The Anne Frank “Huis” is a small somber museum at the site of the annex where Anne, her family and four others hid for four years during the Nazi occupation of Amsterdam. It is a very well laid out and thoughtful museum that weaves you through a labyrinth of rooms beginning with the spice & pectin business that Anne’s father set up after relocating from Germany. I enjoyed it very much. I believe we can learn a lot from the atrocities of history and this museum really punctuates that point. Kai and I read the book together last year, which made it that much more meaningful.After the Anne Frank museum we wandered around the Jordaan neighborhood a bit, stopping to have a few pastries along the way.Most things close by 5 pm (1700). One exception is the ultra-touristy Madame Tussaud’s wax museum. Jeff wasn’t interested, so he walked back to the train and set off for the hotel. I “got” to go look at wax celebrities with the kids. I recognized some of them. LOL. Kiki especially loved posing with the actual-sized super life-like figures.On the way back to the train station, we stumbled upon a colossal CHEAP clothing store, Primark. The kids enjoyed wandering, trying on clothes and spending some of their Euros.  After shopping, we stopped for a slice of pizza outside the train station, journeyed back to the hotel and delightfully found Jeff snoozing with all four of our suitcases nearby.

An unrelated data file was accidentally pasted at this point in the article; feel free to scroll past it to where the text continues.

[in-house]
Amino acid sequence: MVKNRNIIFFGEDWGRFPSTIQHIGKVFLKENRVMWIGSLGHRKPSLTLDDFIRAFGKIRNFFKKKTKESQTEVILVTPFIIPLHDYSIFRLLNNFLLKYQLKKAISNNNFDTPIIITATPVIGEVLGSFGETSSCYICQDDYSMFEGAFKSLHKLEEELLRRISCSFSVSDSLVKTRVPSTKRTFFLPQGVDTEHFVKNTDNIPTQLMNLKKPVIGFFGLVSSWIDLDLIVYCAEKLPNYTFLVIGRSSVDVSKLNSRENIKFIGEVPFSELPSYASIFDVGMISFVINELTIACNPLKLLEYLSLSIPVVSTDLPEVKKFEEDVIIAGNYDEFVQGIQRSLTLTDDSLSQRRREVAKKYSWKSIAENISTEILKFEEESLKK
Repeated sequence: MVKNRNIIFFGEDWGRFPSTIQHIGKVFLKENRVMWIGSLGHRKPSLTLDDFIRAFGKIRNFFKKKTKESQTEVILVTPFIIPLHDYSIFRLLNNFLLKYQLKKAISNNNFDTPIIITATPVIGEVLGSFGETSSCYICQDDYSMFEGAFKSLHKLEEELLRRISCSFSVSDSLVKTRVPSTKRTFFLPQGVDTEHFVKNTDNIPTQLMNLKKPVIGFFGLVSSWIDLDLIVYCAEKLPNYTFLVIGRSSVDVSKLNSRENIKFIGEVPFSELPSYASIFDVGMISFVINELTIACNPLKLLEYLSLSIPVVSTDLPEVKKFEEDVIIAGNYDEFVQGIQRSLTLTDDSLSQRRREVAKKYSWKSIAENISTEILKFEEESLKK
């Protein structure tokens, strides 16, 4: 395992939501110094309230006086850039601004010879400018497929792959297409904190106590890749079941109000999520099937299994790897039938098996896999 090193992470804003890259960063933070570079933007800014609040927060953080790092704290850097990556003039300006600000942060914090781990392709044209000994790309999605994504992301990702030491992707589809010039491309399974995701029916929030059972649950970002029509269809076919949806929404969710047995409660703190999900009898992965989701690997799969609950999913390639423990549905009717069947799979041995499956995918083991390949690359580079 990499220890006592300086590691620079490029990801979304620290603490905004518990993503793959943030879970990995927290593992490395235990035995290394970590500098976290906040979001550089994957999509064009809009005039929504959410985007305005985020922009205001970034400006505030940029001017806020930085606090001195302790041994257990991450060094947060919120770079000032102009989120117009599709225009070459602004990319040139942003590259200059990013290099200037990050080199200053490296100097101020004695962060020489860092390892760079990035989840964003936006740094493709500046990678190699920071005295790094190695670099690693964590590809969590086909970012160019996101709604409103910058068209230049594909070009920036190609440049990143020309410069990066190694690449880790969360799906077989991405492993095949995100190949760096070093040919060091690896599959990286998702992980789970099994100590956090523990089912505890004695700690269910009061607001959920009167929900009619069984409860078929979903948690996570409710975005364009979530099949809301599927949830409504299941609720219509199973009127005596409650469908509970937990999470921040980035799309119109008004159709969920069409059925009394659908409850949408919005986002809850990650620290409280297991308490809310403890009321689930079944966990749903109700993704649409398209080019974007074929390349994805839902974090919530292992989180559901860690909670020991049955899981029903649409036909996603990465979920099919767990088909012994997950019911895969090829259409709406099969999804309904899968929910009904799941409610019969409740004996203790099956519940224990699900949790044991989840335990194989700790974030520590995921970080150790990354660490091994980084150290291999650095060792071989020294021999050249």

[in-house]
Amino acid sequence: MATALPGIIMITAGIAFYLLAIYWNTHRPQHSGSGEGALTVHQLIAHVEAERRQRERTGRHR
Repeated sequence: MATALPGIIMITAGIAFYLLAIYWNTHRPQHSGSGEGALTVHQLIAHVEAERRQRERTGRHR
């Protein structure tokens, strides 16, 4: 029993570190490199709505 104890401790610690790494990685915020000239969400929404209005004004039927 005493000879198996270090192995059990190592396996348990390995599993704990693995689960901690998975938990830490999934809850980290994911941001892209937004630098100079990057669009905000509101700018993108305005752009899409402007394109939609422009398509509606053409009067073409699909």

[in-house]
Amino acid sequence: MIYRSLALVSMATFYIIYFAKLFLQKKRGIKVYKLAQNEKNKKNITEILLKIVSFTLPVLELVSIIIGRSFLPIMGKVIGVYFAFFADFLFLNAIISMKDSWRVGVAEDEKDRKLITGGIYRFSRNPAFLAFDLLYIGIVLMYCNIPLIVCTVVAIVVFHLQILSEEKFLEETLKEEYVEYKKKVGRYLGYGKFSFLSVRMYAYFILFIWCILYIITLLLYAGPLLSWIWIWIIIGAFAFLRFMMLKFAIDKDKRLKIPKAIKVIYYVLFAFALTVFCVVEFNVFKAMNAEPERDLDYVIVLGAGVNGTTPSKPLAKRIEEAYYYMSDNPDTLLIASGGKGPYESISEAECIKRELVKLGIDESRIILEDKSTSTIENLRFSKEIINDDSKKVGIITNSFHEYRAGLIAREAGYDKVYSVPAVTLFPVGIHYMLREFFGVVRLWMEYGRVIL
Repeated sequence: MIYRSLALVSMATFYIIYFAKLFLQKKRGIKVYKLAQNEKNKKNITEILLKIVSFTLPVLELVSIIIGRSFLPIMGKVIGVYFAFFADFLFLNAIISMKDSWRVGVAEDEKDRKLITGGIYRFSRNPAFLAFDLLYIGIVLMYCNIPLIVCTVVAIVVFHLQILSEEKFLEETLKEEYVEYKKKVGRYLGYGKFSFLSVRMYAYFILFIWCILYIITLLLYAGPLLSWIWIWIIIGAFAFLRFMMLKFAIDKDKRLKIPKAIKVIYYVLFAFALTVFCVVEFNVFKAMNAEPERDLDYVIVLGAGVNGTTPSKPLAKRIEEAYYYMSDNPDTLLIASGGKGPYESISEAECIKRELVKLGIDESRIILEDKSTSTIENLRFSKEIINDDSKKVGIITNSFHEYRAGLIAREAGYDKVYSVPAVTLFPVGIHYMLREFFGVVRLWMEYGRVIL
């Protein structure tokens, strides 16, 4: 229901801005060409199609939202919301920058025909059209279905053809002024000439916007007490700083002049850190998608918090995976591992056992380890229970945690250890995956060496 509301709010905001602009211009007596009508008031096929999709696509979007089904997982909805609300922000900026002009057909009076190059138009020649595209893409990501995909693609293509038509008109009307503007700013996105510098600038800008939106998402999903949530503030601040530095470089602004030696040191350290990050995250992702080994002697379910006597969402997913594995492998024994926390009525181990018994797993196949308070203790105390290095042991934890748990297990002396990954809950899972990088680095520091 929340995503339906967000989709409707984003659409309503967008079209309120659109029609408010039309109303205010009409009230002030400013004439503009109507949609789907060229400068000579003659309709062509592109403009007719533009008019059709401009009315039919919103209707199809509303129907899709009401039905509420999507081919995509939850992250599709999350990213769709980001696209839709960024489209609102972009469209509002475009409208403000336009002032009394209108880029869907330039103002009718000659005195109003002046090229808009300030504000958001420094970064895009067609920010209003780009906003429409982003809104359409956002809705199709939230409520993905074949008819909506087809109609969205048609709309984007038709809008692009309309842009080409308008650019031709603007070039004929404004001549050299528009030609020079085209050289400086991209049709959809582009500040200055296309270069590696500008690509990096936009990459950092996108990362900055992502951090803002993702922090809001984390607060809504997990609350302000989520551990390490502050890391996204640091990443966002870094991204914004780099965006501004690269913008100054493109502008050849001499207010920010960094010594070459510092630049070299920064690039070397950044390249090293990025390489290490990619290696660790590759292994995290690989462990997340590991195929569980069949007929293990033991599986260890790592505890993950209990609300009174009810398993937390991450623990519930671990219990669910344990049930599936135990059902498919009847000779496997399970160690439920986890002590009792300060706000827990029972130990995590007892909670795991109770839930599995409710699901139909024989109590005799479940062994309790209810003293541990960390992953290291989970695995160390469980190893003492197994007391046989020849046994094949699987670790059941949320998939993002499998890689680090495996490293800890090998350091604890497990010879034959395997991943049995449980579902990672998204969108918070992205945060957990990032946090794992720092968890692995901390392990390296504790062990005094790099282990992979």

Goede nacht!

Day 1 Summer 2018: Travel to Amsterdam

I thought summer break would never arrive this year but here we are, on the way out of town to visit four countries in western Europe.

Our first stop is the Netherlands, which we will get to via Ireland. The last two times that flew across the Atlantic, we flew Icelandair via Reykjavik to continental Europe. It seems that perhaps Ireland was paying attention and didn’t want to miss out on the opportunities ty to ferry Americans to and from Europe. Aer Lingus started their direct flight service from Seattle to Dublin just about a month ago, on May 18. Like Icelandair, Aer Lingus also offers plenty of connections to points all over Europe.